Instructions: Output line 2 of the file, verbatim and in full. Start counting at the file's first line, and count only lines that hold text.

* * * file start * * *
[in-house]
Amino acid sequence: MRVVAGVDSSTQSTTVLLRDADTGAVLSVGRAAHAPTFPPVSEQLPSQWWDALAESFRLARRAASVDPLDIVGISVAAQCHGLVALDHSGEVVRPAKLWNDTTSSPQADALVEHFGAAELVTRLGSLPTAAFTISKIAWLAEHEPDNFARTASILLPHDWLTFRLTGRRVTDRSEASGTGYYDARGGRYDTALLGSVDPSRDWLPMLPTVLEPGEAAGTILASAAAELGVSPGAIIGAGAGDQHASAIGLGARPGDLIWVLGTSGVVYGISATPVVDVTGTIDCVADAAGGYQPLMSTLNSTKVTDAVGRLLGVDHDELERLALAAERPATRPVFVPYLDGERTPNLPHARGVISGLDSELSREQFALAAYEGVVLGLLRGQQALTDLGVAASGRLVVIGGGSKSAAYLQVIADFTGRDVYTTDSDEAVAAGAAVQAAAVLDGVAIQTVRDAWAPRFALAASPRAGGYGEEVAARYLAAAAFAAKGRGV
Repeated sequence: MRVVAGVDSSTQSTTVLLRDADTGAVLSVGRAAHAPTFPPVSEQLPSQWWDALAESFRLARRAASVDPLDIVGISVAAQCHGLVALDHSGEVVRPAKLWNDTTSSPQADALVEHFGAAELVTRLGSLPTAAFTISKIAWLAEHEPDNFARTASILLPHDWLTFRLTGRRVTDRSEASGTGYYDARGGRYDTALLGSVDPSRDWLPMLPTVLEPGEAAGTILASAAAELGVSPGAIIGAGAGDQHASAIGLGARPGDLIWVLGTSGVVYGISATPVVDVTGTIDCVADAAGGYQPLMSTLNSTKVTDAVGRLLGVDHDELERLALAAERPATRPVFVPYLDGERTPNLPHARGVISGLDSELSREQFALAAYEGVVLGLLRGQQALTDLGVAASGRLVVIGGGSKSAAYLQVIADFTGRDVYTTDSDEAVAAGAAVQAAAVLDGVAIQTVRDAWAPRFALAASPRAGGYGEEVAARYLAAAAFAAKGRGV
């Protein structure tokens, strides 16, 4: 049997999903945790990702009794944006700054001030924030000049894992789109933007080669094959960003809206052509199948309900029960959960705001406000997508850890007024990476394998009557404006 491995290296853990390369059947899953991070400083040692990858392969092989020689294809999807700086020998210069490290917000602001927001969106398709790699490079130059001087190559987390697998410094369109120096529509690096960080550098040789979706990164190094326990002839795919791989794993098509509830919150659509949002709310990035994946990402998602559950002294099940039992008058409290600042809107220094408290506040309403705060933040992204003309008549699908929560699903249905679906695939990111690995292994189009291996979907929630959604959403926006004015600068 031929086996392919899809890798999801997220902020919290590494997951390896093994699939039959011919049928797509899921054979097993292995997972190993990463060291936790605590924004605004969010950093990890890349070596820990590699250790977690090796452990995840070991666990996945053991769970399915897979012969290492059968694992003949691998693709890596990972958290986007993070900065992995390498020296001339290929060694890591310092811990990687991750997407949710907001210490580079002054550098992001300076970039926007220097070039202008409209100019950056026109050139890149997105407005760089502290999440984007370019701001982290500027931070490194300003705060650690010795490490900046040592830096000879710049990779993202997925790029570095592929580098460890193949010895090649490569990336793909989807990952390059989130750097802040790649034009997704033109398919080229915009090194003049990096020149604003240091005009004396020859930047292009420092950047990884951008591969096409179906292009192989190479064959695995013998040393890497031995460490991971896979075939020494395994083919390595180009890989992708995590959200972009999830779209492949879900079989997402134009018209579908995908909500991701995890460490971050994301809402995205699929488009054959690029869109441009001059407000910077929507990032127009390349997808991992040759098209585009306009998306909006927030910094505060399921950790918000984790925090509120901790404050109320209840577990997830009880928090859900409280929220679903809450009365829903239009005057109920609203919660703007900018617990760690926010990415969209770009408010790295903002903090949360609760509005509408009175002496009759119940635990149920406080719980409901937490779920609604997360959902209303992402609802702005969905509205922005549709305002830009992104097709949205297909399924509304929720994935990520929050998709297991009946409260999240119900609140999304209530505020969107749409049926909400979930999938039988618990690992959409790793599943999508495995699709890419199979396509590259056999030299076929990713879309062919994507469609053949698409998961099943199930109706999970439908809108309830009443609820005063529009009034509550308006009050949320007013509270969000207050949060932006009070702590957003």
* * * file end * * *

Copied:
Amino acid sequence: MRVVAGVDSSTQSTTVLLRDADTGAVLSVGRAAHAPTFPPVSEQLPSQWWDALAESFRLARRAASVDPLDIVGISVAAQCHGLVALDHSGEVVRPAKLWNDTTSSPQADALVEHFGAAELVTRLGSLPTAAFTISKIAWLAEHEPDNFARTASILLPHDWLTFRLTGRRVTDRSEASGTGYYDARGGRYDTALLGSVDPSRDWLPMLPTVLEPGEAAGTILASAAAELGVSPGAIIGAGAGDQHASAIGLGARPGDLIWVLGTSGVVYGISATPVVDVTGTIDCVADAAGGYQPLMSTLNSTKVTDAVGRLLGVDHDELERLALAAERPATRPVFVPYLDGERTPNLPHARGVISGLDSELSREQFALAAYEGVVLGLLRGQQALTDLGVAASGRLVVIGGGSKSAAYLQVIADFTGRDVYTTDSDEAVAAGAAVQAAAVLDGVAIQTVRDAWAPRFALAASPRAGGYGEEVAARYLAAAAFAAKGRGV